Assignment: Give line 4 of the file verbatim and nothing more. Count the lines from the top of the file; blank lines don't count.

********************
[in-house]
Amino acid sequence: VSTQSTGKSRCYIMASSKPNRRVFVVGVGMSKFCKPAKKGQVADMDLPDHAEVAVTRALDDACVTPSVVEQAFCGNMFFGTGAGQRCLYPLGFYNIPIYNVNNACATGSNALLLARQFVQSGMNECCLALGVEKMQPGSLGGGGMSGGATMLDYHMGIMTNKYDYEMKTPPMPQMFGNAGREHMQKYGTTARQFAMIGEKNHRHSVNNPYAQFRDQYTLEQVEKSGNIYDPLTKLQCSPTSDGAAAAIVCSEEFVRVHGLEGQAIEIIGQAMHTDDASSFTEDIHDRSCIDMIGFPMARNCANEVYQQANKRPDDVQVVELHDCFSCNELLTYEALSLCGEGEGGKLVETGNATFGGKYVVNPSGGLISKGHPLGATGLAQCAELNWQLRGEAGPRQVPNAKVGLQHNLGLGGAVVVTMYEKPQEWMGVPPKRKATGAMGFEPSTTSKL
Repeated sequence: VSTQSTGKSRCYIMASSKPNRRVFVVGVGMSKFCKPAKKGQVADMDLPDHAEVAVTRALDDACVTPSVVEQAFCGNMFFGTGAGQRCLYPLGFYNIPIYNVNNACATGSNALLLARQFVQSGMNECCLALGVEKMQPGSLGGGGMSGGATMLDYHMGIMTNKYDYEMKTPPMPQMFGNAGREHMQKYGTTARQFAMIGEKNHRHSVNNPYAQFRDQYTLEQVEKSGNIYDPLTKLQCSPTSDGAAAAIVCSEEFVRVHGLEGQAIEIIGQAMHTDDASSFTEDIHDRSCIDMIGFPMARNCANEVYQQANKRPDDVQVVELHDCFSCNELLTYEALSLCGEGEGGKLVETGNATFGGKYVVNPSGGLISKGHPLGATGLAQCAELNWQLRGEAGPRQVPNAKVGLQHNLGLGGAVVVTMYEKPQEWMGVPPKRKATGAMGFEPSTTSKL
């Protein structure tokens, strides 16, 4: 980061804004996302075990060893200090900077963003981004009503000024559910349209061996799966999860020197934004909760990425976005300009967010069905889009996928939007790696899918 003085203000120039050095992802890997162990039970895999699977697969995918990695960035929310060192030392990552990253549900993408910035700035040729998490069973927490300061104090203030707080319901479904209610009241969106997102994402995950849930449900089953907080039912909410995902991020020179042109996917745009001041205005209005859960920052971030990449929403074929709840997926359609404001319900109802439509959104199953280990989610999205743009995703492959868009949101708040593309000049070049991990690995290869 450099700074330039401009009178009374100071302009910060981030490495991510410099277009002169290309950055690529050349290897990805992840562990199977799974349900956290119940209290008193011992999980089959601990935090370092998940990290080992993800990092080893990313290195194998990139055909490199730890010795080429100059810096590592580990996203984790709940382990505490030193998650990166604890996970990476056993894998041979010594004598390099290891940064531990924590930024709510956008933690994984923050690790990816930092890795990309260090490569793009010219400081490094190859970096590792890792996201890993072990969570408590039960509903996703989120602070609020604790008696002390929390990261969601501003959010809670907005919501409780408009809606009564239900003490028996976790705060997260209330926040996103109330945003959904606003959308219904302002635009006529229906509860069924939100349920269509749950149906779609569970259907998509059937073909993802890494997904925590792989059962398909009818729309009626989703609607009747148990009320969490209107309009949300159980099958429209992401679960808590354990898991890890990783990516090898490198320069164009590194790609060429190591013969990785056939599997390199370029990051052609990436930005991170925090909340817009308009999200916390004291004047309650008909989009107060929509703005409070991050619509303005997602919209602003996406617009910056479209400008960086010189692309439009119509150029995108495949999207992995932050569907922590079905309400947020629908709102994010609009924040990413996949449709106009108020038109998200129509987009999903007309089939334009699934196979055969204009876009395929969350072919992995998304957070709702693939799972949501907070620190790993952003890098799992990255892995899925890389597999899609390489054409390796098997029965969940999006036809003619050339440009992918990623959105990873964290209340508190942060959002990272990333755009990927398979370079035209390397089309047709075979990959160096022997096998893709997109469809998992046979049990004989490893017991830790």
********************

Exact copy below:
């Protein structure tokens, strides 16, 4: 980061804004996302075990060893200090900077963003981004009503000024559910349209061996799966999860020197934004909760990425976005300009967010069905889009996928939007790696899918 003085203000120039050095992802890997162990039970895999699977697969995918990695960035929310060192030392990552990253549900993408910035700035040729998490069973927490300061104090203030707080319901479904209610009241969106997102994402995950849930449900089953907080039912909410995902991020020179042109996917745009001041205005209005859960920052971030990449929403074929709840997926359609404001319900109802439509959104199953280990989610999205743009995703492959868009949101708040593309000049070049991990690995290869 450099700074330039401009009178009374100071302009910060981030490495991510410099277009002169290309950055690529050349290897990805992840562990199977799974349900956290119940209290008193011992999980089959601990935090370092998940990290080992993800990092080893990313290195194998990139055909490199730890010795080429100059810096590592580990996203984790709940382990505490030193998650990166604890996970990476056993894998041979010594004598390099290891940064531990924590930024709510956008933690994984923050690790990816930092890795990309260090490569793009010219400081490094190859970096590792890792996201890993072990969570408590039960509903996703989120602070609020604790008696002390929390990261969601501003959010809670907005919501409780408009809606009564239900003490028996976790705060997260209330926040996103109330945003959904606003959308219904302002635009006529229906509860069924939100349920269509749950149906779609569970259907998509059937073909993802890494997904925590792989059962398909009818729309009626989703609607009747148990009320969490209107309009949300159980099958429209992401679960808590354990898991890890990783990516090898490198320069164009590194790609060429190591013969990785056939599997390199370029990051052609990436930005991170925090909340817009308009999200916390004291004047309650008909989009107060929509703005409070991050619509303005997602919209602003996406617009910056479209400008960086010189692309439009119509150029995108495949999207992995932050569907922590079905309400947020629908709102994010609009924040990413996949449709106009108020038109998200129509987009999903007309089939334009699934196979055969204009876009395929969350072919992995998304957070709702693939799972949501907070620190790993952003890098799992990255892995899925890389597999899609390489054409390796098997029965969940999006036809003619050339440009992918990623959105990873964290209340508190942060959002990272990333755009990927398979370079035209390397089309047709075979990959160096022997096998893709997109469809998992046979049990004989490893017991830790």